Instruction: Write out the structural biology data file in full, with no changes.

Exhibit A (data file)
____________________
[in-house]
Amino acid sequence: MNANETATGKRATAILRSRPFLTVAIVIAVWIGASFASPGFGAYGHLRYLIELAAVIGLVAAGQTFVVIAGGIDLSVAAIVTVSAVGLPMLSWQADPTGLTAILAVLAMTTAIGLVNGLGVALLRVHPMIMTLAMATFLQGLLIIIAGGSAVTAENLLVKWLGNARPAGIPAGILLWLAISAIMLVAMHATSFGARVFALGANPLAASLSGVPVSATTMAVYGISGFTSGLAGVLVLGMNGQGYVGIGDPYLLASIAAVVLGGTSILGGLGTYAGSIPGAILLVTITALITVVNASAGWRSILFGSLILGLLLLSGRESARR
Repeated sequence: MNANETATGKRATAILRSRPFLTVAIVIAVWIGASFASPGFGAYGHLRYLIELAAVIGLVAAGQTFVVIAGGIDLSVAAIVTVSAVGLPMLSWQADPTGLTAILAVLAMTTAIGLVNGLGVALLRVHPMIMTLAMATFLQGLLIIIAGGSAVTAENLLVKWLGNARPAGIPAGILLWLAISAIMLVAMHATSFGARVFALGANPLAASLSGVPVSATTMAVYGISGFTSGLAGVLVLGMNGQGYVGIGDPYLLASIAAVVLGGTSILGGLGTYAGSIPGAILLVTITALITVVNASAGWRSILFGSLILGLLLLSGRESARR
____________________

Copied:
[in-house]
Amino acid sequence: MNANETATGKRATAILRSRPFLTVAIVIAVWIGASFASPGFGAYGHLRYLIELAAVIGLVAAGQTFVVIAGGIDLSVAAIVTVSAVGLPMLSWQADPTGLTAILAVLAMTTAIGLVNGLGVALLRVHPMIMTLAMATFLQGLLIIIAGGSAVTAENLLVKWLGNARPAGIPAGILLWLAISAIMLVAMHATSFGARVFALGANPLAASLSGVPVSATTMAVYGISGFTSGLAGVLVLGMNGQGYVGIGDPYLLASIAAVVLGGTSILGGLGTYAGSIPGAILLVTITALITVVNASAGWRSILFGSLILGLLLLSGRESARR
Repeated sequence: MNANETATGKRATAILRSRPFLTVAIVIAVWIGASFASPGFGAYGHLRYLIELAAVIGLVAAGQTFVVIAGGIDLSVAAIVTVSAVGLPMLSWQADPTGLTAILAVLAMTTAIGLVNGLGVALLRVHPMIMTLAMATFLQGLLIIIAGGSAVTAENLLVKWLGNARPAGIPAGILLWLAISAIMLVAMHATSFGARVFALGANPLAASLSGVPVSATTMAVYGISGFTSGLAGVLVLGMNGQGYVGIGDPYLLASIAAVVLGGTSILGGLGTYAGSIPGAILLVTITALITVVNASAGWRSILFGSLILGLLLLSGRESARR